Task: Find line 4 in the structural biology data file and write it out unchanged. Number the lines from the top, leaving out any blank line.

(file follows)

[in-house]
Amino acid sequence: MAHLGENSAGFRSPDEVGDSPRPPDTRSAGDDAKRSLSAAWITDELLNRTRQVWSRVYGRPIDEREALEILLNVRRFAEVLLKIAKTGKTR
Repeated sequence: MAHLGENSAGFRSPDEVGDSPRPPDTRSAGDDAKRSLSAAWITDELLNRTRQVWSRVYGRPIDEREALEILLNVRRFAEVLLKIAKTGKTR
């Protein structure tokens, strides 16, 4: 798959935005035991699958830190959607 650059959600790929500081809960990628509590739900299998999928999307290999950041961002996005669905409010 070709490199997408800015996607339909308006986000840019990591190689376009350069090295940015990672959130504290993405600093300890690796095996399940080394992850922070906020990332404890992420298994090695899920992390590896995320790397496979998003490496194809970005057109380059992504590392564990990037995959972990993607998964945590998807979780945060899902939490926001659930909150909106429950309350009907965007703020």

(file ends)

């Protein structure tokens, strides 16, 4: 798959935005035991699958830190959607 650059959600790929500081809960990628509590739900299998999928999307290999950041961002996005669905409010 070709490199997408800015996607339909308006986000840019990591190689376009350069090295940015990672959130504290993405600093300890690796095996399940080394992850922070906020990332404890992420298994090695899920992390590896995320790397496979998003490496194809970005057109380059992504590392564990990037995959972990993607998964945590998807979780945060899902939490926001659930909150909106429950309350009907965007703020």